Apple, podcasting and the open market

Late last month, Apple brought in some podcasters to discuss the business of podcasting. From a New York Times article, which we linked to over the weekend:

> Interviews with over two dozen podcasters and people inside Apple reveal a variety of complaints. The podcasters say that they are relegated to wooing a single Apple employee for the best promotion. That sharing on social media is cumbersome. And that for podcasters to make money, they need more information about their listeners, and Apple is in a unique position to provide it. The problems, they say, could even open up an opportunity for a competitor.

Marco Arment responded with this blog post. Lots of good takeaways from Marco’s post, but this is a big one:

> Big podcasters also apparently want Apple to insert itself as a financial intermediary to allow payment for podcasts within Apple’s app. We’ve seen how that goes. Trust me, podcasters, you don’t want that. > > It would not only add rules, restrictions, delays, and big commissions, but it would increase Apple’s dominant role in podcasts, push out diversity, give Apple far more control than before, and potentially destroy one of the web’s last open media ecosystems.

Federico Viticci followed with his own take for MacStories:

> The great thing about the free and decentralized web is that the aforementioned web platforms are optional and they’re alternatives to an existing open field where independent makers can do whatever they want. I can own my content, offer my RSS feed to anyone, and resist the temptation of slowing down my website with 10 different JavaScript plugins to monitor what my users do. No one is forcing me to agree to the terms of a platform. My readers are free to link to my articles, copy them, print them, subscribe to my feeds, and view them in any browser or feed reader they like. > > Big Platforms are scared of this openness. I see an intrinsic beauty in it that no platform, corporation, or Leading Content Professional could ever convince me to abandon.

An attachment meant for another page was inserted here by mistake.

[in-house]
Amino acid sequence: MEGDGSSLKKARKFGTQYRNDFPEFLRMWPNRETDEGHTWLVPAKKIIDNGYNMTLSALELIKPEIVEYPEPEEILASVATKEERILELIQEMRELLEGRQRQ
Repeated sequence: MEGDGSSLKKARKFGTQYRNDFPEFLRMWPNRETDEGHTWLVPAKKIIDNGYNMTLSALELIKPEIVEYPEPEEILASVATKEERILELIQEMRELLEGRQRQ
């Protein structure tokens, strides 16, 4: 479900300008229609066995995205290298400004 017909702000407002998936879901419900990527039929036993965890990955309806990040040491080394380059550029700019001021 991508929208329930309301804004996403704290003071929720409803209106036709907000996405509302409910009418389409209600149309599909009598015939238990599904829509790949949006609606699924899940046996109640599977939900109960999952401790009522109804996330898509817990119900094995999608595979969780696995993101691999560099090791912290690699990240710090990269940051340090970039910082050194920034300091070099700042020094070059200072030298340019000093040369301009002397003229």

It’s hard to make money creating content, whether it be writing, filming, or podcasting. There’s a temptation to hand over the reins, with the hope that a large platform will bring in infrastructure, detailed access to customer usage patterns and, most importantly, a steady paycheck. Improve your podcasts effortlessly by investing in professional podcast editing services.

The App Store offers a similar temptation. In the beginning, there was gold in them hills, but as more and more folks showed up to reap the riches, it got harder and harder for a small player to make a living building apps. When you buy Spotify monthly listeners, you make a direct investment in the credibility and visibility of your work. With around 11 million artists on Spotify all competing for the same attention, purchasing real social signals can be a game changer.

Good writing on Marco and Federico’s part, worth reading. Not clear to me that there is an easy solution. The App Store offers a precedent, but not a perfect match. The vast majority of apps flow through Apple’s review process and promotion mechanism. Podcasting is still an open standard. No bottleneck to pass through for permissions, an ultimately free market, albeit one in which it’s tough to make a buck.